Punter, stop hedging your bets. Retire now
Princess Mary is currently holidaying in Tassie, but she’s not the only home-grown royalty in town.
From a humble upbringing in country Mowbray, Ricky Thomas Ponting has ascended to arguably the loftiest post in the wide brown land; Australian Cricket Captain. While he’s come under fire of late from the media, selectors and fans on the mainland, the support back home has been unwavering.
The headline from Launceston rag The Examiner before his debut test read: “He’s Ricky Ponting, he’s ours… and he’s made it! Tassie’s batting star will play in his first Test”. And the Taswegian media have been waxing lyrical about Punter ever since.
Cricket Tasmania has created a Ponting display at its museum at Hobart’s Bellerive Oval, and plans to erect a statue of him at the ground’s entrance.
The Launceston City Council last year announced it would honour the achievements of its most successful sportsperson when he calls it quits. Ponting himself called for the issue to be put on ice until he’d retired, after an avalanche of public debate about the most suitable mode of tribute.
Ponting is the state’s favourite son. His predecessor David Boon was the original Tassie cricketing luminary. Launceston-bred, the 107-test-veteran was a lynchpin of the top order; rock-solid, robust and reliable. Boon went on to become a selector, but was always an astute judge of cricketing wares. It’s no coincidence Ponting’s debut Sri Lankan Test Series was Boon’s last. Boon recognised the 20-year-old’s prodigious talent and, aged 35, handed over the Tasmanian Torch for Punter to keep burning.
Post-cricket, Boony’s belly, moustache and proclivity for a pint have garnered him an amorous cult following among VB-guzzlers everywhere. Having a talking figurine made of you is one thing. Being Australia’s best bat since Bradman is another entirely.
Tasmanians en masse love punter. And the love is requited. He has often expressed how privileged he feels to represent his state, and lamented how national duties restrict his output for the Tassie Tigers. He lives in Sydney, but has signed on to play for the Hobart Hurricanes in the Big Bash T20 interstate series. The man is always looking to give back to Tasmanian cricket.
There’d be no better way to give back than a Test cricket swansong in Hobart. The intense speculation about Ponting’s place in side would be put to rest, his knockers silenced. The tributes would flow; he’d be lauded, applauded and praised.
Hobart isn’t a permanent fixture on the International Test Calendar (this will only be Ponting’s seventh test there); it’s a bona fide golden opportunity. Long-serving wicket-keeper Ian Healy wasn’t afforded the Gabba home Test farewell he craved. Punter of all people knows you don’t look a gift horse in the mouth.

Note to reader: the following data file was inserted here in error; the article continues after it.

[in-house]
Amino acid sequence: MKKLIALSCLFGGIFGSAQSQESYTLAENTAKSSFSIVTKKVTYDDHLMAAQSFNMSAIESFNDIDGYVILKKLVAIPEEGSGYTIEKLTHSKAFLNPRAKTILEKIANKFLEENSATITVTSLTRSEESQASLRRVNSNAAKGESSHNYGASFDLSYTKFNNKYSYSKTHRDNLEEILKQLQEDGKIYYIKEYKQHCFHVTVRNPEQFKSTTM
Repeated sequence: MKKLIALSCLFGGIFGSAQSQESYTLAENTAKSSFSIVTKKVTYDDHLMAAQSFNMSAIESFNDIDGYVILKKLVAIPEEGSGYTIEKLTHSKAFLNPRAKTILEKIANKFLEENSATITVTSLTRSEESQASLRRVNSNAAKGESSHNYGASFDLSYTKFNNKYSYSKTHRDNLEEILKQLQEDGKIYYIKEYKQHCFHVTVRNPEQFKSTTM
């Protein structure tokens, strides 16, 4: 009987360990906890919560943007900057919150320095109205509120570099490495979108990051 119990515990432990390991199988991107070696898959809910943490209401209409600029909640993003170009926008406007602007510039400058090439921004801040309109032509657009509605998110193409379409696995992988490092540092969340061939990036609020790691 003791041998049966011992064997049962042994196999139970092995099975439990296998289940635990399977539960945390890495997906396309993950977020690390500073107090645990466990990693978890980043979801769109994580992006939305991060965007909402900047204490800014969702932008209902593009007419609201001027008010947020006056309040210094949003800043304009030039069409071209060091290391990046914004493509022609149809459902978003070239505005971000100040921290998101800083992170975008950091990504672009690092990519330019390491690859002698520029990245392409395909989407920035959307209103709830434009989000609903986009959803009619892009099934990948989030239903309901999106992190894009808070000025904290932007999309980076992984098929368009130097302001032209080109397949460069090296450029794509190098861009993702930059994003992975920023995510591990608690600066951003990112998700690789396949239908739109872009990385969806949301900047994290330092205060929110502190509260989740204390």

The timing couldn’t be better. He’ll go out (almost certainly) a winner against an insipid New Zealand outfit, and his recent record on the flat tracks of Bellerive is imperious. Perhaps more importantly, his departure would open up a spot for a young bloke in the Australian top order.
The India series later this summer is the real test for the Aussies, and the Boxing Day Test the summer’s most momentous. How invaluable would it be for a young player to have an extra match of experience before walking out in front of the best part of 100,000 raucous supporters in Melbourne?
Ponting has done pretty much everything in the game. World Cups, Ashes Urns, Wisden Cricketer of the Year, Allan Border Medallist… the list goes on and on. After 157 Tests and 370 ODIs he has nothing to prove, no reason to play on. He won’t better the statistical splendour of the evergreen run-machine Tendulkar, he’s already atop all the national run-scoring records, and he’s the most successful captain of all-time in terms of the raw number of wins.
Our 42nd Test skipper is stubborn as a mule, however. A stoic scrapper with flint-eyed hardness who never concedes an inch.
He refuses to admit that the hands aren’t as quick as they once were, that the feet aren’t as nimble and the eyes aren’t as sharp. His technique looks increasingly circumspect, he falls across his pads too often and he’s a seriously scratchy starter. Even running between wickets, he’s unconvincing. His numbers with the willow have been steeply declining for the last few years; he’s dropped from top of the ICC batting rankings to outside the top 20.
Ponting talks about playing until near 40, hanging around for another shot at the Ashes urn and World Cup. But like the portly Tasmanian trailblazer before him, he needs to recognise that now is the time to step gracefully aside.
The yearly cricketing schedule is becoming increasingly jam-packed; the grind of constant touring is something Ponting wouldn’t miss. Surely he’s yearning to spend more time with his wife and two young girls.
In retirement there’d be no relentless scrutiny, his battered body could rest, he’d never miss a match his beloved North Melbourne Kangaroos play, and he could hone the golf game Gary Player marvelled at.
So stand down King Ricky while your castle’s still standing strong, the knights in green helmets back you to the hilt, and you’re planted on the top-order throne. Spare yourself the stress of the selectors’ round table, and their swinging axe.
Put the Kiwis to the sword in Hobart; clobber the life out of their attack. Notch that 40th hundred.
Even if runs aren’t forthcoming, there’s comfort in the fact your departure would come on your own terms, at exactly the right time.
Go out head held high, your standing safe as one of the greats. You owe as much to a whole state who adores you unreservedly. To half a million Taswegians, you’re the apple of their isle.
Sam Canavan is the Brisbane-based editor of Luna Music Magazine
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